ATO administration of JobKeeper

In 2020, the Australian community witnessed the delivery of one of the largest economic support measures in our country’s history – the JobKeeper Program administered by the ATO.

Through agility, sound decision making and the innovative use of data holdings and existing systems, the ATO delivered $89 billion in payments to over one million entities as at 31 January 2022. Most impressively, 97% of these payments were made within four days of an entities processed monthly claim – getting much needed support into the hands of those who needed it, when they needed it.

To support the JobKeeper roll out, the ATO built a new system to ensure businesses were able to easily and promptly register for, and receive, their required assistance. Timeframes were incredibly compressed, with employers able to enrol their interest within just two weeks of the JobKeeper program being announced. The ATO’s interaction with Digital Service Providers (DSPs) was critical to incorporating the measure into the natural systems of taxpayers. This would not have been achievable without the ATO having established relationships with DSPs as they assisted the ATO with streamlining the process to ensure the measure was rolled out with limited regulatory burden.

As at 31 January 2022 the program delivered around $89 billion in financial stimulus – an amount equivalent to more than 20% of the net tax collected by the ATO in 2019-20. When the program was at its peak, that stimulus was flowing through over one million entities to help support the employment for over 4 million individuals.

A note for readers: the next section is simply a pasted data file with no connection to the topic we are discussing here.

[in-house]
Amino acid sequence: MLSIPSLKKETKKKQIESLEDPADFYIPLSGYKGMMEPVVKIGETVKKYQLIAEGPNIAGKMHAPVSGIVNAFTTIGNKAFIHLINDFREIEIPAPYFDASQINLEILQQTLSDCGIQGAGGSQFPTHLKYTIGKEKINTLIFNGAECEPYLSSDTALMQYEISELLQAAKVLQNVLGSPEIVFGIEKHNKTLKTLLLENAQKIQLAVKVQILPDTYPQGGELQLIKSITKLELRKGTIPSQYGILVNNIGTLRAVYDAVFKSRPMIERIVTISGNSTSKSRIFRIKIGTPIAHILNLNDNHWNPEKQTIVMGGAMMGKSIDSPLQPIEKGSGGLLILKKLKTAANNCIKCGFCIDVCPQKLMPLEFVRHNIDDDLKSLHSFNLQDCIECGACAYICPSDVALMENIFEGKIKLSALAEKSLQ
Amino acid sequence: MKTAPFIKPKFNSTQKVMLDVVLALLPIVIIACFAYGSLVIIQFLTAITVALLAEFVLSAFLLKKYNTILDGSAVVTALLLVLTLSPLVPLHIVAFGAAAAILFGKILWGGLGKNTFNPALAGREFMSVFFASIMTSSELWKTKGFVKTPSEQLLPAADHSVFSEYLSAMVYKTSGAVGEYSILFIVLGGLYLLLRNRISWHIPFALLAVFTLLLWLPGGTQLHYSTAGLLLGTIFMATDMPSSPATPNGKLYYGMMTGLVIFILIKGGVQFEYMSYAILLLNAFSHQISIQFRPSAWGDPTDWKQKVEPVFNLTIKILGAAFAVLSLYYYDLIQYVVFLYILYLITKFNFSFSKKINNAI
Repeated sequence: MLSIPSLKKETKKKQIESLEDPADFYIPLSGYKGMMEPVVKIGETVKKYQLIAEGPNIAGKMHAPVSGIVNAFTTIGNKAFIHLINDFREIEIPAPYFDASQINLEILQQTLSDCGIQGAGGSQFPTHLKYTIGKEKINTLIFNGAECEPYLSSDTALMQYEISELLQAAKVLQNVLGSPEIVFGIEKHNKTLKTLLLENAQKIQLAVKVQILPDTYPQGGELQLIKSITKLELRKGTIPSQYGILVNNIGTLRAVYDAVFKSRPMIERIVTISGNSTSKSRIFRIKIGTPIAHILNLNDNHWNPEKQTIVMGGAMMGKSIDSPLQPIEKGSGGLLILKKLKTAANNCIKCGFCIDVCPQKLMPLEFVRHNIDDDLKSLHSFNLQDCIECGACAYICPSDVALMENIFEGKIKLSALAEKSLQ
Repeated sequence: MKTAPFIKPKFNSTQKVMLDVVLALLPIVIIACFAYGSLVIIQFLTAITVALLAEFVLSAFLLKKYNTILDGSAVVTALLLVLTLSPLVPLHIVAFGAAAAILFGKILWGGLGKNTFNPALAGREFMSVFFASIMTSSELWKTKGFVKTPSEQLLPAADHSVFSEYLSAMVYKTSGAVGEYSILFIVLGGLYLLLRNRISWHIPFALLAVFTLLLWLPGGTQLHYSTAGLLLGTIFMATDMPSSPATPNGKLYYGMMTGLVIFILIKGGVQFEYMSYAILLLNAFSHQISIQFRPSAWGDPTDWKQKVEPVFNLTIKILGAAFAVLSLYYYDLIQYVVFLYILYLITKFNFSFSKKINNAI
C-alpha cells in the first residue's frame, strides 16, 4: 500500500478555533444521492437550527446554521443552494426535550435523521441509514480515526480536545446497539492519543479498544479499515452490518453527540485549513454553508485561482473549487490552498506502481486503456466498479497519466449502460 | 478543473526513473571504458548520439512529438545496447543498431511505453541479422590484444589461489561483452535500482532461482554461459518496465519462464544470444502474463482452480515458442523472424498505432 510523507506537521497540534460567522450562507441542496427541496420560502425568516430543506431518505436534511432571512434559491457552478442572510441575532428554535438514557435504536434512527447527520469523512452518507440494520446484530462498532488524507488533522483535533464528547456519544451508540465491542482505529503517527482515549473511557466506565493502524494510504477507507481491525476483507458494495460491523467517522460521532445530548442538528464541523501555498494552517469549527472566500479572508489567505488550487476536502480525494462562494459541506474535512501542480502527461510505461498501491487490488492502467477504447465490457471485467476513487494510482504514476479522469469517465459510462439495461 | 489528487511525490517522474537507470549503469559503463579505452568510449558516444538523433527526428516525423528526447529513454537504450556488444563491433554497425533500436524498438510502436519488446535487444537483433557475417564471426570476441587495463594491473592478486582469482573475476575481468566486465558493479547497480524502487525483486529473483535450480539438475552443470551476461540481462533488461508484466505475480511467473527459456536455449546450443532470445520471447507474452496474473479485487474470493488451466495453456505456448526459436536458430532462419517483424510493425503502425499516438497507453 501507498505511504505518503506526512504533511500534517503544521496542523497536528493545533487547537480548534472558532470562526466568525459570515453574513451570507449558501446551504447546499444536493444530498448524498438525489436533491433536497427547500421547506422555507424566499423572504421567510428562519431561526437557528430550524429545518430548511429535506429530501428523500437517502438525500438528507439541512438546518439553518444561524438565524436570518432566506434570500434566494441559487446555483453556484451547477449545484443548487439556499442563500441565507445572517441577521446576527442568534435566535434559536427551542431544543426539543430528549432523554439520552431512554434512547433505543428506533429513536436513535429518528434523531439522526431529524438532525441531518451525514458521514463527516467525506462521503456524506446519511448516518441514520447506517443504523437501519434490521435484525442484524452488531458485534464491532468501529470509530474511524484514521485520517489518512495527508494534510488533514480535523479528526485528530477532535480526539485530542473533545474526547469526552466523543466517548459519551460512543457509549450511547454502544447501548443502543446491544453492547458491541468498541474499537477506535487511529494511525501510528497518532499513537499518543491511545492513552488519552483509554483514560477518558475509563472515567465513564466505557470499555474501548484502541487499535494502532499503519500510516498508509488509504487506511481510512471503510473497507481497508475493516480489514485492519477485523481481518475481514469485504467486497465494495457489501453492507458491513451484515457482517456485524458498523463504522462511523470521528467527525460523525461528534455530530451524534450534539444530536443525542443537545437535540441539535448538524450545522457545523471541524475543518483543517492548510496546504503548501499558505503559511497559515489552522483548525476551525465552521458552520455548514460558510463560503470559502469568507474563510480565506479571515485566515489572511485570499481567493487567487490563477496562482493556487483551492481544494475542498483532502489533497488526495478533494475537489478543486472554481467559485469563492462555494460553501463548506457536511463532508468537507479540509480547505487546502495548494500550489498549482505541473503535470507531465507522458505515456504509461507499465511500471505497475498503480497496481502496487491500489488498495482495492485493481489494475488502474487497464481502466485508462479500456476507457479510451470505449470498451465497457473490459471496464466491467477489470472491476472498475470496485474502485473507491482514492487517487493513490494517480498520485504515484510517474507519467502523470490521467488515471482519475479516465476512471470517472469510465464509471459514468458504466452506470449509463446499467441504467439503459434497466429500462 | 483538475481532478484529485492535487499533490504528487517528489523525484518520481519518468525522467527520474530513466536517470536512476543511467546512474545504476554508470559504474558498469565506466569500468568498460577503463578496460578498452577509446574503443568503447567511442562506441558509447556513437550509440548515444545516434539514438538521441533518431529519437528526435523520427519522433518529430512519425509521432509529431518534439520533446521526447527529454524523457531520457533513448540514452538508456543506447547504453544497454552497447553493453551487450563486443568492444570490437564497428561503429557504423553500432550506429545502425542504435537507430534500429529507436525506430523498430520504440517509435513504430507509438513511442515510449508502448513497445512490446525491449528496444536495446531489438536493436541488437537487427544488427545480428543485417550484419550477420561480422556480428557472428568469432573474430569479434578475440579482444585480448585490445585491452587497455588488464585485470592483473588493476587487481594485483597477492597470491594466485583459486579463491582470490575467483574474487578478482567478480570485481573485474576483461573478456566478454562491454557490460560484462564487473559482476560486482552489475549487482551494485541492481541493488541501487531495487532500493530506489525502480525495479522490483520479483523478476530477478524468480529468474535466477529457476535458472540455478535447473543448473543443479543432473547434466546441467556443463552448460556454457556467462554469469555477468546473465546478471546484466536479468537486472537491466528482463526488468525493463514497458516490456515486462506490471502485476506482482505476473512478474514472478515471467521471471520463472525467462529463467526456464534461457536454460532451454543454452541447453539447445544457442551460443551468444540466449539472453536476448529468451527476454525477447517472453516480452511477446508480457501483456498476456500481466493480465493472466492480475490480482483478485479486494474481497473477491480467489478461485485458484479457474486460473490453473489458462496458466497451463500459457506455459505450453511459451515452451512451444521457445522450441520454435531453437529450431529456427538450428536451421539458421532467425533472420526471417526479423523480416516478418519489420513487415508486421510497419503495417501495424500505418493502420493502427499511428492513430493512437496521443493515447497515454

In its independent review of the ATO’s management of risks related to the rapid implementation of COVID-19 economic response measures, the Australian National Audit Office (ANAO) found that ‘the ATO has been effective in managing risks’ highlighting the ATO’s use of ‘existing systems and processes to support governance, resourcing, and consultation.’ They also called out the ATO’s ability to manage ‘fraud and other integrity risks on a progressive basis’.

To assure payments were made only to eligible entities, the ATO first established a data base of potentially eligible populations, with those required to have an active ABN in the ATO’s systems. This provided an integrity match on top of the usual online or verbal authentication checks and known eligibility parameters for the measure. Once eligible businesses were enrolled, the ATO reviewed all applications and data-matched them against Single Touch Payroll (STP) and other ATO client data. This allowed for cross-checking to compare business activity, income, and salary or wages; to support the integrity of claim verifications.

STP data was essential to confirming employers were reporting accurate employee payments; and was used to prefill applications for employers, reducing the red-tape burden for those making a claim. It was also used to confirm employee relationships, and any missing information, such as Pay as you Go Withholding (PAYGW) data. Additionally, the ongoing use of STP data assisted the ATO and business in JobKeeper extensions; using pre-filled data to confirm whether a business continued to be eligible on the basis of an actual decline in turnover.

These approaches complimented the ATO’s standing practices around risk management and existing systems such as ATO Tip Off, and data sharing across the Government and third parties, to ensure JobKeeper was delivered to those in need of support and continued to be correctly claimed by those eligible.